Russian experimental film: dive into a wild world of new avant-garde cinema

19 February 2017

What do you do when you’re passionate about an art form that is criminally underrepresented in your country? This was the position that the Russian artist Katya Chitova and the actor Vladimir Nadein found themselves in when bonding over a shared enthusiasm for experimental film. Their response was to create in 2016 the Moscow International Experimental Film Festival (MIEFF), Russia’s first international event dedicated to all things radical and avant-garde onscreen, with Chitova as curator and Nadein as director. Now, ahead of the second iteration of the festival, Chitova is presenting a programme of experimental Russian film in London at the Calvert 22 Space, running from 23rd – 26th February, featuring UK premieres of new works by Pavel Pepperstein, Polina Kanis and Evgeny Granilshchikov.

The response has shown that Russia is ready for experimental film to take off

Hosted over three days in an old textile mill, 2016’s inaugural MIEFF featured Russian premieres of works from the British Film Institute and Film London’s Artists’ Moving Image Network, lectures, theatre pieces, and a screening of Dziga Vertov’s 1929 radical documentary Man with a Movie Camera with a new score by electronic composer OID. Chitova says she was pleasantly surprised when luminaries of Moscow’s art scene – including the Kandinsky Prize-winning Pavel Pepperstein — stepped in with advice, contacts and participation.

“Despite [experimental film’s] rich history in Russia, the audience for this form of art does not expand much further than art critics, academics, artists, gallerists, industry professionals and their friends,” Chitova explains. “There are not enough independent film curators. Artists are not used to screening their work in a cinema space.” Working in London had exposed Chitova to the world of experimental film, whetting her appetite: “It was a revelation and a triumph each time I joined the audience at a local cinema to watch a well-curated screening of experimental films.”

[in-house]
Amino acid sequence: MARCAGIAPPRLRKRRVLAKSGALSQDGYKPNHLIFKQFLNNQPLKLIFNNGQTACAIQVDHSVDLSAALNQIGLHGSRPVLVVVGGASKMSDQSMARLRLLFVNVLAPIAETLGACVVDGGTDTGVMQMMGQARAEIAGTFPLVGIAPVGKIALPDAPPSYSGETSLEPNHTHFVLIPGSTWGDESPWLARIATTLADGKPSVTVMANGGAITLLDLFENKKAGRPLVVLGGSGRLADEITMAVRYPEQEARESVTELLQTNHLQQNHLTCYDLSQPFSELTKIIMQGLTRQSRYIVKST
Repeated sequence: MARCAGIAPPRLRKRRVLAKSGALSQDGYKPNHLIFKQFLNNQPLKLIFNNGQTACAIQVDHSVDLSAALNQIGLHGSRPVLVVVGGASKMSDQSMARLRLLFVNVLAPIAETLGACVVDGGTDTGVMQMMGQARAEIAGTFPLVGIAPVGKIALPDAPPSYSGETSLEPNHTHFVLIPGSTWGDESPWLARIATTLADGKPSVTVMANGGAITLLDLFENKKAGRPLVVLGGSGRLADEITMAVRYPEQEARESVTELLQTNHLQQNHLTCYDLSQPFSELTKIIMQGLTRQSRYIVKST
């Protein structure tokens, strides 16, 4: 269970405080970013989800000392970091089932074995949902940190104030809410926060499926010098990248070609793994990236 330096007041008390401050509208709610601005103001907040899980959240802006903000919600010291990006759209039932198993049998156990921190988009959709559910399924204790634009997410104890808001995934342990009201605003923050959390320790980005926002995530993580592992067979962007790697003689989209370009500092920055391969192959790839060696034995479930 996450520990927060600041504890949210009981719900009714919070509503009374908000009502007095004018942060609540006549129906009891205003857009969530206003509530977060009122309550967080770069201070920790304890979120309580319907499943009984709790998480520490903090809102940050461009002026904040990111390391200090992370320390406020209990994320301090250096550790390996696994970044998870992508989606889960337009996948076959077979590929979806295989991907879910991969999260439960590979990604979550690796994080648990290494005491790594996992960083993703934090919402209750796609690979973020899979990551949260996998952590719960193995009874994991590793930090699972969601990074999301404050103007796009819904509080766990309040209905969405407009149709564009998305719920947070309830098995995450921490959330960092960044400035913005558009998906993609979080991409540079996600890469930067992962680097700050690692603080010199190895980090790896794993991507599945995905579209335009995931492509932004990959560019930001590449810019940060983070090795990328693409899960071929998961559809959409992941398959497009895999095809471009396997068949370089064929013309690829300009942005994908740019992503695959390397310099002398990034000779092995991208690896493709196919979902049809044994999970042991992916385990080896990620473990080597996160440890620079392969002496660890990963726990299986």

The response to MIEFF, though, has shown that Russia is ready for experimental film to take off. Nadein and Chitova received 3500 competition entries from 98 different countries, and the duo have since travelled to Los Angeles as well as London to showcase the best of the young filmmaking talent from their home country. The two young directors who were featured in 2016 – Polina Kanis and Evgeny Granilshchikov – are now coming to Calvert 22 Space. Two films by Granilshchikov (Ghost (2016, UK premiere) and Unfinished Film (2015)), and two by Kanis (Formal Portrait (2014) and Workout (2011)) will be screened in rotation. Whether dealing with romantic dislocation, the rigours of labour or the digitisation of everyday life, Kanis’s and Granilshchikov’s work provides a window onto a fresh new brand of Russian artistic vision.

“Compared to conventional filmmaking, this form of art is more abstract, unpredictable and forgiving.”

The programme also features UK premieres of two films by the internationally acclaimed multimedia artist Pavel Pepperstein, Pink Widow (2017) and Sound of the Sun (2016). Pepperstein has recently begun to produce more and more film work and Sound of the Sun – which sees a rogue group of scientists commandeering landmarks such as the Eiffel Tower to broadcast solar soundwaves across the globe – finds him in a typically playful and perplexing mood.

“Compared to conventional filmmaking, this form of art is more abstract, unpredictable and forgiving, and Pavel practices these qualities with great pleasure,” Chitova says. The engagement of such a grandee of the Russian art world with experimental film can only help the practice to grow, too. “Pavel’s international practice and credibility helps to show that it’s not necessary to be a trained film director in order to give yourself permission to make great films.”